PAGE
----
Writer’s Remorse & Buckets of Pig Blood.
Posted on August 27th, 2012
Recently a friend asked me if I ever get ‘writer’s block.’
“No, but I do get writer’s remorse.” I replied.
“What in the world is that? Do you drink and then write regrettable things?”
“Well, I suppose I have done that from time to time.” I laugh it off and say, “Let’s just say sometimes it would be easier not to be a writer.”
I spent years feeling as if I was ready to punch the next person in the face that told me to: “Find your passion.” See, I already knew what my passion was. In fact, I’d known since I was a tiny tot that I wanted to write books. The problem was that I was really good at avoiding this truth.
In school, instead of writing, I studied other people’s writing. During college, I thought I might make a career out of the restaurant industry where I watched some of the best chefs turn sustenance into an art and learned from many talented people whose craft is the experience. Upon graduation I went to work in the legal field, a place where surprisingly a lot of would be poets pull in six figure salaries. I dreamed of starting up a non-profit for every cause you could imagine, from needy ponies to lovelorn lady bugs, I wanted to make dreams come true. Yet, I never regarded my own dream, to write, with any seriousness.
Why? There is a mammoth industry pumping out books, tests, coaching, and classes all to help people discover their dream. Why on earth would I bury my dreams while so many others are trying desperately to uncover their own?
Oh, wait. I know. Because, sometime following a dream is scary as shit.
My dream of being a writer entails: A) Write a lot of things that don’t utterly suck. B) Put out all your dirty laundry. Pour out your hopes, dreams, and mistakes in to a few sentences that you’ve slaved over out there and stand back while everyone judges not only your writing, but you as a person.
That’s where the writing remorse comes in. It’s a generalized sense of anxiety accompanied by a really bitchy voice in my head that, sounding suspiciously like the voice in the movie Carrie, screams “They’re all gonna laugh at you!” (And not in a “Your writing is really great and makes me chuckle,” kind of way. It’s more like a “you suck and no one likes you,” kind of way.) Sometimes, I can kick this feeling relatively quickly and just get back to work. Sometimes, it results in a few days of being really down in the dumps. I think to myself, “Why on God’s green earth couldn’t you have picked something a little more sensible to do? Why couldn’t I have become something like a nurse, a teacher, or a lawyer?” Christ, some days I’d rather be a butcher, a baker or a candlestick maker.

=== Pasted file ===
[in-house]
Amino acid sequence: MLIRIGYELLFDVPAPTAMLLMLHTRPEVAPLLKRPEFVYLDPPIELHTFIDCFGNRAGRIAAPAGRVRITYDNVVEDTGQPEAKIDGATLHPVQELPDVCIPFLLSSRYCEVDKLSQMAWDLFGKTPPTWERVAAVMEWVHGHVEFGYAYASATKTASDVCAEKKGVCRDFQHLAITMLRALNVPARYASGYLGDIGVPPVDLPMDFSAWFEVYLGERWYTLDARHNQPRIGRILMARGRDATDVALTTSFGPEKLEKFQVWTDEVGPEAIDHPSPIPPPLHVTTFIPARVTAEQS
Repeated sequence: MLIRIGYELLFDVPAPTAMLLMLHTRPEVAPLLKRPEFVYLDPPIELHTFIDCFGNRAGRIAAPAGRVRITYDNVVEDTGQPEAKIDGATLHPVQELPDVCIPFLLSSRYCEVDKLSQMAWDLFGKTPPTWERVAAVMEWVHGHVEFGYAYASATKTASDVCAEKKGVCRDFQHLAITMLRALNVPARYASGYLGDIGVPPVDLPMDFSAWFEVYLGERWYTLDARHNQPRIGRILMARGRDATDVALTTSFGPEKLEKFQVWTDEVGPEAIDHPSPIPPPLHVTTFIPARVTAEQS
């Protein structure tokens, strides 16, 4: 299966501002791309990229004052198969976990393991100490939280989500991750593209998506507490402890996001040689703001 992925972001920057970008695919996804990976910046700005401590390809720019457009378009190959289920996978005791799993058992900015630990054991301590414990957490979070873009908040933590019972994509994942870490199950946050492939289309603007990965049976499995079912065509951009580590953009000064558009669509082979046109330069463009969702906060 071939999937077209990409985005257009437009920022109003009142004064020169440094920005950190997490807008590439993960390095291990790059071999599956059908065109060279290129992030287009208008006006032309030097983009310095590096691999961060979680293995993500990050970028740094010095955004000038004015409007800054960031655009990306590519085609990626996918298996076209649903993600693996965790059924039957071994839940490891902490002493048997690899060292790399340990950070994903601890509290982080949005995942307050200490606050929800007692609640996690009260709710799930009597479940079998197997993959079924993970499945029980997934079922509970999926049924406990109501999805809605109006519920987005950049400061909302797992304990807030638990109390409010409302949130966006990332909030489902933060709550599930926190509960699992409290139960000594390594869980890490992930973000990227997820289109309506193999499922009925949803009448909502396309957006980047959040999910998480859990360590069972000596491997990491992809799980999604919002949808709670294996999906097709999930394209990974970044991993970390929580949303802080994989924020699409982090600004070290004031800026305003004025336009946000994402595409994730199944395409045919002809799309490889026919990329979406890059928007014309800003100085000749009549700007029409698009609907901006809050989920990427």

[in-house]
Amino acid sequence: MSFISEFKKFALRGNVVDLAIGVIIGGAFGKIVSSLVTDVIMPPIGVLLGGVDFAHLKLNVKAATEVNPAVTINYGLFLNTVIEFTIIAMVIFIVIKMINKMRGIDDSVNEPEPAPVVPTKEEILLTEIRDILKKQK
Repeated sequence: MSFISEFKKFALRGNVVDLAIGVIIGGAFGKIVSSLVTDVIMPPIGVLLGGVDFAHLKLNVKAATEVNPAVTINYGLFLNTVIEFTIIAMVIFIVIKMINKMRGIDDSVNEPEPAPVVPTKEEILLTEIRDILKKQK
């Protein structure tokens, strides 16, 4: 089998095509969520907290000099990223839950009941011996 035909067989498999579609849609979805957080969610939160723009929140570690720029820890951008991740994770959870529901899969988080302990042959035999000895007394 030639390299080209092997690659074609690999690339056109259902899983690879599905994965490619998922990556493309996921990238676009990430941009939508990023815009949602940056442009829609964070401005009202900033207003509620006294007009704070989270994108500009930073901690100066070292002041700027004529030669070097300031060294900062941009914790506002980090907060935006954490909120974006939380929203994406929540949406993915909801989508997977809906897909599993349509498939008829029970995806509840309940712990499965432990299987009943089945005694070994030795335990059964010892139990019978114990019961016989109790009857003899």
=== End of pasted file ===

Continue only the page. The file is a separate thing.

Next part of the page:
Then I remind myself of the near decade I spent avoiding writing and how much that sucked. On even the best of those days, I felt like I was under a constant fog, and I was running into endless dead-ends. Some parts of writing feel so natural to me that when I am not writing, I feel like I am walking around with no pants on, or with a limb missing.
Now, at least I’m sitting here with my pants on and I feel like I am moving in the right direction. What of this other pain, the writer’s remorse? I figure it’s a growing pain that everyone who is living a life they create, instead of the one that was laid out before them, has to face. I tell myself that the occasional pain and the periodic blinding fear of failure is worth it, because when I wade through all the feeling muck, on the other side are the things that I have created. These things are infinitely satisfying, and for some crazy reason, worth the risks.